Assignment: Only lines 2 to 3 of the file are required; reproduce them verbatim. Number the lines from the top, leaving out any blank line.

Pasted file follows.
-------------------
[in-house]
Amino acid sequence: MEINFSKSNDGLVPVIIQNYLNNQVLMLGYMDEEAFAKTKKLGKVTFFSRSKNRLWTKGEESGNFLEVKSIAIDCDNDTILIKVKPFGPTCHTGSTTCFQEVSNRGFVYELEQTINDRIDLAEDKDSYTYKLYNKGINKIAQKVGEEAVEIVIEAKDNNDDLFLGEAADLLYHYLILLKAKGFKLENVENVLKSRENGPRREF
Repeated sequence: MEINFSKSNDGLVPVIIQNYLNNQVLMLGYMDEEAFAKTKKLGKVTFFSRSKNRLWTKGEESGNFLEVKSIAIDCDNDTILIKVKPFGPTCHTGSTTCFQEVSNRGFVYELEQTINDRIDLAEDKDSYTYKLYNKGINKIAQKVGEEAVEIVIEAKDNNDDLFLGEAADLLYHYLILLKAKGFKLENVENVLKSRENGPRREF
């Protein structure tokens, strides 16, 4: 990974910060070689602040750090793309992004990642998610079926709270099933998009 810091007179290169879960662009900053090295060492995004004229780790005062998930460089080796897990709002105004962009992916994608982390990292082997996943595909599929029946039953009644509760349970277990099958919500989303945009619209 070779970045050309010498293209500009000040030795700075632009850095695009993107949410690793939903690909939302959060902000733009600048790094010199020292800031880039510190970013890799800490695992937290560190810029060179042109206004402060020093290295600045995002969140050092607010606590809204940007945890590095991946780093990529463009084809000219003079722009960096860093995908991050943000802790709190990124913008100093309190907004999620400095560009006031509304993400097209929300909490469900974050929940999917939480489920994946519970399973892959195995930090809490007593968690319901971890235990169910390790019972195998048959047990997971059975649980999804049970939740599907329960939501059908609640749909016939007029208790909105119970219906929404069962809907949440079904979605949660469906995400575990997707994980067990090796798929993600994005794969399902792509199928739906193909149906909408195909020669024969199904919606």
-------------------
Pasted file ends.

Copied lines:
Amino acid sequence: MEINFSKSNDGLVPVIIQNYLNNQVLMLGYMDEEAFAKTKKLGKVTFFSRSKNRLWTKGEESGNFLEVKSIAIDCDNDTILIKVKPFGPTCHTGSTTCFQEVSNRGFVYELEQTINDRIDLAEDKDSYTYKLYNKGINKIAQKVGEEAVEIVIEAKDNNDDLFLGEAADLLYHYLILLKAKGFKLENVENVLKSRENGPRREF
Repeated sequence: MEINFSKSNDGLVPVIIQNYLNNQVLMLGYMDEEAFAKTKKLGKVTFFSRSKNRLWTKGEESGNFLEVKSIAIDCDNDTILIKVKPFGPTCHTGSTTCFQEVSNRGFVYELEQTINDRIDLAEDKDSYTYKLYNKGINKIAQKVGEEAVEIVIEAKDNNDDLFLGEAADLLYHYLILLKAKGFKLENVENVLKSRENGPRREF